Metal blog CvltNation demands censorship and coverup

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Turkish record label Merdumgiriz — people who might actually face law enforcement consequences for their anti-Islamic expressions — found itself in the center of yet another controversy as band Azerine withdrew from the label after pressure by modern metal blog CvltNation.

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Although only the least savvy of metal fans would go to some place named “Cult Nation” for their news, the blog has made a name for itself by covering war metal alongside the usual wash of hipster black metal and tryhard imitators. Merdumgiriz, on the other hand, is a small label which spends its time dodging Turkish religious authorities and authoritarian Western SJWs alike.

Merdumgiriz issued the following statement:

Yesterday I released the album of a so-called “extreme” metal band. I worked so hard on the released that I forgone one of my PornHub premium shemale sessions. Not to mention the money and hard work spent making merchandise. They are a band that uses Lovercraftian lyrics (the trigger on their brains must be malfunctioning for using that “racist” writer) and much “occult” symbolism. Today they wanted me to remove their entire name and work from my label like my label had Ebola saying “Pull all support for my band from any Merdumgiriz websites immediately. Members were not fully aware of the political associations with your label, we wish in no way to have any political or religious anti religious associations.”

Mind you, they share the stage and a member with Anti-Cosmic Satanist bands and frequently use upside down pentacles.

I have heard from good sources that the website CVLT NATION have told them not to work with my label. I apparently support National Socialist bands (which band is this?) anyway, this “Nazi” was kind enough to disregard the legally binding record contract those grown up men have signed with him and let them go. Not to protect their fragile feelings or PC image, but because I do not want to insult the name of “extreme art” with supporting pussies like this.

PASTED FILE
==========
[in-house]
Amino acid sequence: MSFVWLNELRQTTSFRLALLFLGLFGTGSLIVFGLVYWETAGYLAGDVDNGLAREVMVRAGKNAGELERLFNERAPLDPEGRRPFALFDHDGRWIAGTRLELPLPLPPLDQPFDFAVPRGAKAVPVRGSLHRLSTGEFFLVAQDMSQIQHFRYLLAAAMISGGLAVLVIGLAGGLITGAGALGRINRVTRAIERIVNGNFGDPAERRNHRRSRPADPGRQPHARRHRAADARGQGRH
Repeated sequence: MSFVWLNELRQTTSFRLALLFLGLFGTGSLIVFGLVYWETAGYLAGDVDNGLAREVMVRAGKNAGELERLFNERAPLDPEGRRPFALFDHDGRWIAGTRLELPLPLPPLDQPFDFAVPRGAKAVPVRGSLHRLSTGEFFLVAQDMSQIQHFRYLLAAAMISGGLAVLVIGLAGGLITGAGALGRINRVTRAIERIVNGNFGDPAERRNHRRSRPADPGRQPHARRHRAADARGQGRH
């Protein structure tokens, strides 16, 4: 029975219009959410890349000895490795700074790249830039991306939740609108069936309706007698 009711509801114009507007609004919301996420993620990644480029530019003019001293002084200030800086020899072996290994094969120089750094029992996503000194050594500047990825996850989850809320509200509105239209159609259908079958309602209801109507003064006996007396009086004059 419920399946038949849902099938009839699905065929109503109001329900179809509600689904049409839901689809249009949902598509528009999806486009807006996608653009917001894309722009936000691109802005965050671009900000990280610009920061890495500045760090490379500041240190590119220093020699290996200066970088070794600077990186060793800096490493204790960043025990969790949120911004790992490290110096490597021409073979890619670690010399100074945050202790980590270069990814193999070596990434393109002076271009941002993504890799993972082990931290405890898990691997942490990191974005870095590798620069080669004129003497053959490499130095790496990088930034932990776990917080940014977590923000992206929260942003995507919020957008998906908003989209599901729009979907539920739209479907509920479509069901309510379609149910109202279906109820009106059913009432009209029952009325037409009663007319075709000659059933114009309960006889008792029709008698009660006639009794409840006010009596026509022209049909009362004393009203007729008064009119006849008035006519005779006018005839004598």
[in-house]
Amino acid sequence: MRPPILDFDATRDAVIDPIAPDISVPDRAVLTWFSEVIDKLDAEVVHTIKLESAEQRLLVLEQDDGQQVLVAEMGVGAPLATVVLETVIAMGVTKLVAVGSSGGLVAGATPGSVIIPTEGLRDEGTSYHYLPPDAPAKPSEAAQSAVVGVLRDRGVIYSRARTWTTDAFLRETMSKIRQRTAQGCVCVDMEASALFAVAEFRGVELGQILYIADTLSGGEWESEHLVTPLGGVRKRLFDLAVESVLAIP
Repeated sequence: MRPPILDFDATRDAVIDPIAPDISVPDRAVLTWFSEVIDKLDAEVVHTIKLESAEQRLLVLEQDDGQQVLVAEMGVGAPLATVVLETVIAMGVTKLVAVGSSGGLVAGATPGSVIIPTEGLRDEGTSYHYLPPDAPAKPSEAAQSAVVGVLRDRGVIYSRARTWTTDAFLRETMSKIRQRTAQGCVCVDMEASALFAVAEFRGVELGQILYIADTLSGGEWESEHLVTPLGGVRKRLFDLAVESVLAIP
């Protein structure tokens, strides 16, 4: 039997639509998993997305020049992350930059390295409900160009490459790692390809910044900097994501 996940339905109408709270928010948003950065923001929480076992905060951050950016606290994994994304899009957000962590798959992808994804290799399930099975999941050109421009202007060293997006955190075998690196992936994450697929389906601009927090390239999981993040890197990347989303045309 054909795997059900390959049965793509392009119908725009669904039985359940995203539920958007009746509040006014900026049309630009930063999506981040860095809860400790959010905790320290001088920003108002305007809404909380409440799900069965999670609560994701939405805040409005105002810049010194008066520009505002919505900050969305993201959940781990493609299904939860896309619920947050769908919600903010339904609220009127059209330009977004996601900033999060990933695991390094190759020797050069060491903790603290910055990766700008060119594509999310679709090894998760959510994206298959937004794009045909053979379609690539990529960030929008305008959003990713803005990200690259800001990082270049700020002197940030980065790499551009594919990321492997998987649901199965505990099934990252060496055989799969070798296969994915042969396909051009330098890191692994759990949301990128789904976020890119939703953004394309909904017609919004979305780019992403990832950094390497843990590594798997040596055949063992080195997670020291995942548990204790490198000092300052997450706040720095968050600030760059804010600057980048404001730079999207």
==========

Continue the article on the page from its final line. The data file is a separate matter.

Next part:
It is no secret that Viranesir uses racist and sexist terminology to open discussion and mock taboo subject matter. I think using overly offensive language will pull the strength out of taboo subjects and render them unusable for those in power.

Here are some lyrics for the VIRANESIR song HITLER RAPE:

I have lost all my sensitivity toward the taboo subjects in my life through art and I think it can be the same for everybody else. Of course, this will be a nightmare for those in power because they won’t be able to use those taboo subjects as a means of control anymore, hence they will do all within their power to not let words like “nigger, hitler, rape” lose their power. All you have to do is use them without fear. All you ever have to do is commit the greatest sin of freedom.

I am as shit as everybody else, but I seem to be the only one knowing, not fighting, even celebrating and all the while changing it…

You make fools out of yourselves doing extreme art and being pussies. You aren’t extreme, and you are not fooling anybody with screaming and playing loud. I am the real Satanist; I am LUCIFER the bringer of true black light. I change the false meaning of things into harsh truths and fight a lonely fight to break the tyranny of cosmic order, unlike pseudo-prophets singing safe songs about mythical phenomenon. Makes me vomit.